Archive | March, 2014

How To Create a Screencast Using “Jing”

27 Mar

A video tutorial on how to use the TechSmith screencasting tool “Jing.” Jing is a free product available at It enables people to create videos of up to 5 minutes, in addition to images, from one’s computer screen. This video was made using SnagIt, a premiere product from TechSmith.


Crimes in Crimea: The Ukrainian Crisis Broadens

21 Mar


Weeks ago, before the initial storming of Crimea by shrouded Russian soldiers not wearing Russian insignia (required by International Law of soldiers from sovereign nations), I wrote on this blog about my fear that the megalomaniac, Vladimir Putin may encroach the Ukrainian borders.  Days later, he did.

In a subsequent post I mentioned my fear that the apparent reprieve Ukraine had gotten from Putin’s aggression (after a belated and tepid response by the U.S. and global community) would be short-lived, possibly resulting in a partial or full Russian invasion.  The reason I expressed this concern is because I have a deep-seated conviction that Vladimir Putin has profound angst over the embarrassment of the USSR’s demise at the end of the 20th Century.  He absolutely loathes that Russia was embarrassed on the world stage and that the empire fell apart economically and politically due to a failed Marxist Communism.  There are some who believe that Putin would like to see that empire restored under his rule.

Crimea has historically been bounced from captor to captor over the centuries due to its strategic importance.  And after Crimea was given by Russia to Ukraine as a gift decades ago, Communist leaders were dumbfounded that it was no longer a part of Russia.  Putin, a former KGB agent under the USSR, was one of those who was frustrated by the inexplicable loss of the Crimea, and he could not resist annexing it once he got the chance.  The civil unrest in Kyiv due to the former Ukrainian President, Viktor F. Yanukovych, being deposed led him to call on Putin for help.  Putin, offered Yanukovych political asylum and a potential return to power (as a Russian puppet government like those of old), and the hook was set.   Days later, Russian troops rolled into Crimea.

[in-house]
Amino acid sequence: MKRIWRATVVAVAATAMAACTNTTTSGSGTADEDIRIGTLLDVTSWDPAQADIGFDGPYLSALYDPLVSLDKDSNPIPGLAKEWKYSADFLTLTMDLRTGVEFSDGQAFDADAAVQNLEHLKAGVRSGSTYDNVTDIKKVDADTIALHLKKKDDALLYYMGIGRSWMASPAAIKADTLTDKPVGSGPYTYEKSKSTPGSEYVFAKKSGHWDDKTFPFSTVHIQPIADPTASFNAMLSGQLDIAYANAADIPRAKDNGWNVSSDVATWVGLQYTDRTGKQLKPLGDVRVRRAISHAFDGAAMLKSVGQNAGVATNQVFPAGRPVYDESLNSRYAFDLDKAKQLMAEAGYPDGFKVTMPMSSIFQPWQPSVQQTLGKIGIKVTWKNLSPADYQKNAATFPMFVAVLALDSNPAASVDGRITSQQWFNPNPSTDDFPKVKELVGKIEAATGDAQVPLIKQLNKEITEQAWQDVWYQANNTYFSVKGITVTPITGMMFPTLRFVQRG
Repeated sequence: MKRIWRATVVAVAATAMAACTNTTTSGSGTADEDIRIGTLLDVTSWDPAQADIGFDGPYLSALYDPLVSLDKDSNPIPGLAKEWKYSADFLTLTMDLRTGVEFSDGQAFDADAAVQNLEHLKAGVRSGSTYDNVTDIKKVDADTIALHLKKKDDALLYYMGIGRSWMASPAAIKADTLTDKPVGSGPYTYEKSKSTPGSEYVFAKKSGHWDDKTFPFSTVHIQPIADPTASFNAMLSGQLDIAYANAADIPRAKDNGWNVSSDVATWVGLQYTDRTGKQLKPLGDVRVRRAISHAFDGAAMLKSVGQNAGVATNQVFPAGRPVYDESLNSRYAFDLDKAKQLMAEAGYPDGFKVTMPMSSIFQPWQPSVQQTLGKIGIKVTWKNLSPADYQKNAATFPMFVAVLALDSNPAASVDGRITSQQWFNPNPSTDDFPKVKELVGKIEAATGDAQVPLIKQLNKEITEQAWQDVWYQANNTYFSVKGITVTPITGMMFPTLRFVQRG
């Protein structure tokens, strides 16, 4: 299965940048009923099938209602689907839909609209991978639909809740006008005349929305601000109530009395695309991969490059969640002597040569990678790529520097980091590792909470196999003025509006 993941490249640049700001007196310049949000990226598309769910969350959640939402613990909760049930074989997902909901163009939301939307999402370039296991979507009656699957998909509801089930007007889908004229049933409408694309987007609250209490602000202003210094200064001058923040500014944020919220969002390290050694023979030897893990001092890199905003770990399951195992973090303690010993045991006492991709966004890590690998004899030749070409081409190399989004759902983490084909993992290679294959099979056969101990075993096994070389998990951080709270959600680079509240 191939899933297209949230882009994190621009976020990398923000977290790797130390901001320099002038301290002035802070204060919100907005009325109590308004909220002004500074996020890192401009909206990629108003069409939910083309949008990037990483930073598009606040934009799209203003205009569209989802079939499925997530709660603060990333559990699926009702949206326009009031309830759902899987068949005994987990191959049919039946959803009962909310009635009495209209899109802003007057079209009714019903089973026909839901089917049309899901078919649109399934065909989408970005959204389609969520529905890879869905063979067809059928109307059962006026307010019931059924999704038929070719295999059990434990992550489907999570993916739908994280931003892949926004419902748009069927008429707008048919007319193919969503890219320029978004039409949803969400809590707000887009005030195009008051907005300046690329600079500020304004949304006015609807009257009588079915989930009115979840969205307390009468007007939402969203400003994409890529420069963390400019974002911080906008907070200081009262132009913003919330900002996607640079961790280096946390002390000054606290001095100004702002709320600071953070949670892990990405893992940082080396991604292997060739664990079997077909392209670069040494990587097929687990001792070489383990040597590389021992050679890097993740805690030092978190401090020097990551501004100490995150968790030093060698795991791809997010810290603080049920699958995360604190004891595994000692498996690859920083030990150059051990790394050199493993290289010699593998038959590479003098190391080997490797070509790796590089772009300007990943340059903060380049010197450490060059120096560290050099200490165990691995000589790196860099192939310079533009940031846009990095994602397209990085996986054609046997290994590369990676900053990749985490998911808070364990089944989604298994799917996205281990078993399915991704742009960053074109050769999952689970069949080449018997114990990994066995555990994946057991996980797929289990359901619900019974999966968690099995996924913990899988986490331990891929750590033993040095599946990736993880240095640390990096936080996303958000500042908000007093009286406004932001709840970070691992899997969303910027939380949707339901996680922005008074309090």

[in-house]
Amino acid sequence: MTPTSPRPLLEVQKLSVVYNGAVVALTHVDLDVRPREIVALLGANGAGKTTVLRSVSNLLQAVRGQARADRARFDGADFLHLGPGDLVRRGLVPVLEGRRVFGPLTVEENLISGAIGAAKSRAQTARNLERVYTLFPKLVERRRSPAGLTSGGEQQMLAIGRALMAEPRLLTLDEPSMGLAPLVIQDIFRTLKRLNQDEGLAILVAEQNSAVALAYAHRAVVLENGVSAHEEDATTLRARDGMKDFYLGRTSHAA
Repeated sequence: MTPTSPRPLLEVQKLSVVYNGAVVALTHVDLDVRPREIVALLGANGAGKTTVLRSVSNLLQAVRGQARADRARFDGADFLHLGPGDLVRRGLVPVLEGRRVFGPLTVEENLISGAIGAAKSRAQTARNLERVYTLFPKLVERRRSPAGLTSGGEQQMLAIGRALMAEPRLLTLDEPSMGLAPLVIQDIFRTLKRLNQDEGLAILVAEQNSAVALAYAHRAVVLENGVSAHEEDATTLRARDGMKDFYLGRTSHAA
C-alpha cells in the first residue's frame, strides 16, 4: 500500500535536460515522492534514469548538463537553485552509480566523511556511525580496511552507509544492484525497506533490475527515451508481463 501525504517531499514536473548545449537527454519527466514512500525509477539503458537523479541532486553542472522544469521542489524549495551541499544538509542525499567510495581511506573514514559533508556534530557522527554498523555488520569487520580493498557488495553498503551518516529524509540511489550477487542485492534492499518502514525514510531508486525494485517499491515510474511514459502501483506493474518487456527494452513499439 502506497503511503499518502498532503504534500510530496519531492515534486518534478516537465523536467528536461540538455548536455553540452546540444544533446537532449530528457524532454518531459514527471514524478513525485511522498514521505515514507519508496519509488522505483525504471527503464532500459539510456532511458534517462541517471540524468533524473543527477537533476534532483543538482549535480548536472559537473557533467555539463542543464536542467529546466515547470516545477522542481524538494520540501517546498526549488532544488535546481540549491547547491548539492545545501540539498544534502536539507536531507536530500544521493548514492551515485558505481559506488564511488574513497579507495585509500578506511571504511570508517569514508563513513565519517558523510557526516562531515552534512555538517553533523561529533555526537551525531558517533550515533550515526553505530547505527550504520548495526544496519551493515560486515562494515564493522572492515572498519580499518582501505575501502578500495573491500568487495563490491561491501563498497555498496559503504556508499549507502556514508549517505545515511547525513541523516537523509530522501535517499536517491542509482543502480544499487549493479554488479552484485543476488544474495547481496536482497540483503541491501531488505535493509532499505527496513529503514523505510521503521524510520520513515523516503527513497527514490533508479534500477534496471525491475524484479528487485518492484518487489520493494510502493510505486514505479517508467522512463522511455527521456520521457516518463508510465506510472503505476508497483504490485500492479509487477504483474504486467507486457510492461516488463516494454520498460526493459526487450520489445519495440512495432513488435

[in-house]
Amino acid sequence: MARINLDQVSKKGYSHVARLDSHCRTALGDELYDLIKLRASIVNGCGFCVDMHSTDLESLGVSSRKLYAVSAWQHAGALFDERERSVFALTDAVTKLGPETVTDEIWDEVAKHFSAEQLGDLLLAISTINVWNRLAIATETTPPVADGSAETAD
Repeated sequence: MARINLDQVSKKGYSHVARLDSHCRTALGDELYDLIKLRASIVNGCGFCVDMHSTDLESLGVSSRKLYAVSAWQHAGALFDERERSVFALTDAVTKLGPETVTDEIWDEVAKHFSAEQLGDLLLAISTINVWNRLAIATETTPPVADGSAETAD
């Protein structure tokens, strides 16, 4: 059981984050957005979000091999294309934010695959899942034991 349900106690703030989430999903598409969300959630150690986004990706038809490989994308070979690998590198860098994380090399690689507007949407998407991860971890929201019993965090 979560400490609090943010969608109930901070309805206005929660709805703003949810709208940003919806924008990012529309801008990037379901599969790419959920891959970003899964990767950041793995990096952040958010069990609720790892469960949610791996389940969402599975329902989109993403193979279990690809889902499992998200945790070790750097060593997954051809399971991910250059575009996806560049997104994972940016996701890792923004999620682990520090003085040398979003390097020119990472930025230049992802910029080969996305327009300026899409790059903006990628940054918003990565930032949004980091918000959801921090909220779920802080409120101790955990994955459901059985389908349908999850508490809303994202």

Before long, the U.S. administration hobbled together a weak response in a paint-by-numbers foreign policy.  As expected, Putin saw through it, having long before calculated America as an isolationist nation without the moral will nor the conviction to call his bluff.  He knew that the U.S. would bluster about “being on the wrong side of history” and effectively do nothing.  Check mate.

Now, weeks later, after a clumsy attempt at limited sanctions of a handful of Russian billionaires, Putin returns the favor by creating sanctions of his own against the US.  Within two weeks, with nary a bullet fired, the entire Crimean region falls to Putin’s forces and the world’s cartographers get to work redefining geopolitical maps of Europe with a much-enlarged Russia.  Meanwhile, the U.S. continues to flounder and waffle, uncertain of its next move– with Russia not knowing, nor caring what that move might be. The U.S. has already told Vladimiar all that he needs to know– that the U.S. would remain pacifist in the situation and not provide support to a militarily-outmatched Ukraine in genuine danger of once again becoming a Russian imperialist state– the very thing the Ukrainian revolution escaped when the USSR fell.

In the last few hours we have learned that Russia has now lined up troops across Ukrainian borders in a number of areas.  They have also boarded some Ukrainian naval vessels after severe military threats against those ships’ crews.  What happens now is up for grabs, but one thing we know is that there is no compelling reason for Putin to stop his advance, since he now sees that no one will do anything, regardless of what unprovoked action he takes.  At this point, he can literally ‘make up’ an excuse to invade even more of the Ukraine.  At stake? 46 million currently free citizens of Ukraine, most of whom who want to be free.

Though the US has no appetite for military involvement, and though perhaps it should not be entertained– when you have the world’s greatest fighting force, that’s one thing you don’t take off the table– even if you aren’t planning to use it.  The very presence of a strong military can evoke fear into an enemy and make them shrink from emboldened actions.  But now, with our preemptive passivity, they know the most they’ll get from the U.S. is an earful and that’s simply not enough to stop a man whose delusions of grandeur are leading him to become a power-hungry glutton with an insatiable appetite for land and glory.